17. Kate

    LOOOOVE lindy. She used to write for our alt weekly and oh how I miss her. (btw if you ever feel like pissing yourself laughing check out her review of Sex and the City 2:

    Back to Daniel Tosh… I read this article on the Huffington Post by Meghan O’Keefe and can understand the distinction she makes between rape jokes and laughing at the concept of rape itself: Same time, it’s not something I personally want to hear about it any comedian’s act.

  18. Hilary

    I have read, and was galvinized several months ago by the article Megan references, “A woman walks into a rape, uh, bar”. On a very personal level, it has always been very difficult for me to balance my hard-line Freedom of Speech, I-might-hate-what-you-say-but-will-die-defending-your-right-to-say-it political convictions and my private (yet also political) feelings about how using rape as a comedic trope, a stereotype, a cultural reference, is hurtful, isolating, alienating, infuriating, and ultimately destructive – for everyone.

    I’ve lurked here for a while. (Hello! I’m Hilary! You people are, like, totally awesome!) Suddenly, I feel the urge to come forward.

    The thing is, I’m a survivor of sexual assault. Twice. 14 years apart. Different perpetrators. I also have a wide and wonderful tribe of friends, some of whom have suffered and struggled similarly, and some of whom, you know, went to all-boys Catholic school and still in their late 20’s think rape is pretty much the most hilarious joke topic ever. Possibly tied with poop, but who’s keeping track, right?

    Like the speaker in the article mentioned above, I had seriously upsetting and somewhat harmful (self, others, all-of-us-together, la la la) internal (and external! And parenthetical!) reactions to the use of Rape as Comedy. My internal monologue practically matched the narrator.

    What really bothers me is this: what happened to me wasn’t funny. What happens to so many people my mind literally boggles EVERY TIME I am called to the hospital to be an advocate for a victim/patient/survivor/identity or descriptor of choice — it isn’t funny. It is sad and it seems hopeless and unstoppable and can do things like end families, end lives. And I’m sort of lost as to why anyone laughs? As a sometimes-teacher of teenagers, I totally get that laughter is one means we have available to combat fear and discomfort. So is blame. We prove we aren’t scared — we laugh at rape! Ha-hahahaha-ha ha. Ha. We prove we’re not vulnerable – we blame victims/accusers/video games/pornography/the media/poor jury selection/whatever. So people like Tosh wear their laughter like armor, wave big stupid Blameswords and I HATE it.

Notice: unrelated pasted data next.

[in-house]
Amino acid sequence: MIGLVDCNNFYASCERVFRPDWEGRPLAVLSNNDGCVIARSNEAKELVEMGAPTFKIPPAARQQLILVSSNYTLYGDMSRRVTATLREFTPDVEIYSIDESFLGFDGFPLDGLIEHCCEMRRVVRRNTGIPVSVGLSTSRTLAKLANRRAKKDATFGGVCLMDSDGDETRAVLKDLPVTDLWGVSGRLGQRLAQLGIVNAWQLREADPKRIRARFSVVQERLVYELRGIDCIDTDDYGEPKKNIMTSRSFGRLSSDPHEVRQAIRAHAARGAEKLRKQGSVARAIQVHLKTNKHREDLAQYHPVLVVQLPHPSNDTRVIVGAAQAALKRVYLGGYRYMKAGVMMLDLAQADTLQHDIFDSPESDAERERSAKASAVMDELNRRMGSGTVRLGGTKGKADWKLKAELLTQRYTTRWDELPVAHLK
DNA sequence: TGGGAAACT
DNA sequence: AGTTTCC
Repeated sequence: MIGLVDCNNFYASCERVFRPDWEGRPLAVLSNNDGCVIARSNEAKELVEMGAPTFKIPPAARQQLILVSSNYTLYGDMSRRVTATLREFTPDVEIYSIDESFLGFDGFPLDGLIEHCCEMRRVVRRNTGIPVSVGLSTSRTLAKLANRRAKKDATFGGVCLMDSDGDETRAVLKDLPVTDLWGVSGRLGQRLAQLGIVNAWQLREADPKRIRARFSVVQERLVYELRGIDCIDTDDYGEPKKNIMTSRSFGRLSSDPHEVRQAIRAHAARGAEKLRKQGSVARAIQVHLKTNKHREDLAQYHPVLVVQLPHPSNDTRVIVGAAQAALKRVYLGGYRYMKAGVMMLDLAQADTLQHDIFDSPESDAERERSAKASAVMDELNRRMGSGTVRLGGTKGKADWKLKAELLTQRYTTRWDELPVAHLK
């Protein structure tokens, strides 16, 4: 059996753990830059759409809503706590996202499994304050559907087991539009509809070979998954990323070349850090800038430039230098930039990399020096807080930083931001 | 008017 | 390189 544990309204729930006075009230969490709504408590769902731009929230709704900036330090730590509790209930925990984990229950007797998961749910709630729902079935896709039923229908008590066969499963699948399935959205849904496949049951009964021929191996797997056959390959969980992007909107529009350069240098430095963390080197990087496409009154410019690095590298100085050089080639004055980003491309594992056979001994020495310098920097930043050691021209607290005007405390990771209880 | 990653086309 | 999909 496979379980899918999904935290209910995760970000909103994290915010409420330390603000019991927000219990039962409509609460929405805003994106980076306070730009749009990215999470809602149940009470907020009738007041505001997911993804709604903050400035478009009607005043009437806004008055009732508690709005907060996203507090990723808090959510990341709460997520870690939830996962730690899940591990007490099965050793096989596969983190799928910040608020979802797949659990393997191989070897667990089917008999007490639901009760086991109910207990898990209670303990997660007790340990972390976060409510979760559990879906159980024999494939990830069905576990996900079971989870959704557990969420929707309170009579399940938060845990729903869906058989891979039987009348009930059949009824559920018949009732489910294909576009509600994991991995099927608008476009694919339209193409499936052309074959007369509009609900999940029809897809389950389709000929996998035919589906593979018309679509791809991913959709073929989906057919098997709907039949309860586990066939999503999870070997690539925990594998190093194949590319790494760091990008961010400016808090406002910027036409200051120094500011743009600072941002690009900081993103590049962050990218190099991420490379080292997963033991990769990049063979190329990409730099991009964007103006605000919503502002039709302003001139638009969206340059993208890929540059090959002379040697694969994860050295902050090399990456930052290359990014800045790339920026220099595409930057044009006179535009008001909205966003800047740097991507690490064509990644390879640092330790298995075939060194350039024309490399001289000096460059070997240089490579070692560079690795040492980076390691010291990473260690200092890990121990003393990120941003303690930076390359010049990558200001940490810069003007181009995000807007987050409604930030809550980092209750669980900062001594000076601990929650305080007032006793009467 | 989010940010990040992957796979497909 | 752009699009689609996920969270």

Rape victims are 13 times more likely to commit suicide than non-crime victims. We are not really laughing, is the thing. The culture we live in is still one of silence, laughter, blame, and humiliation. Every time someone makes a joke of something horrific that happens to another human being (rape, suicide, murder, violence, child abuse, cancer, illness, tragedy, whatever) they make that person’s world smaller. If it happens enough, it can seem like every light in the world has gone out, and that person is left alone with little but their memories of what has happened.

    I haven’t worked out all my thoughts on this issue. But I think it is going to eventually sound something like, “This is not about rights. It’s about what is right, what is decent, and what is loving.”

    So now I tell my friends, “Please don’t make those jokes. They’re not funny because someone has hurt me. I know you care about me. Please don’t give me reasons to re-live what has happened to me. Please help me heal.”

    And you know what? The people worth keeping around do exactly that.

    Because of your thoughtful comment, I just read the piece you mention at the top of this post, and I agree that it’s galvanizing. But there’s a flaw in the construct of the discussion we’re having here.

    We all agree rape is inhuman. But getting everyone to agree that any possible mention of rape by a comedian is wrong, regardless of his or her background or experience, or what his or her commentary might be? That’s not so black and white. In fact, the possibilities are infinite. What they’re saying, how they’re saying it, who they are, whether they have been raped themselves, all these factors come into play.

    But rape jokes so infrequently advance victim’s rights, and so often do the opposite, that overall it may not be worth triggering victims’ memories of being raped to make the point “rape bad.” I mean, no shit. That said, the fact that so many rape jokes are about reinforcing the culture of rape belies the idea that we don’t need to fight the good fight in every forum available.

    Ultimately, I agree with what you say here, “It’s about what is right, what is decent, and what is loving.” And by that standard, it’s much easier for individuals to judge whether what they’re about to say supports or further traumatizes assault victims. -M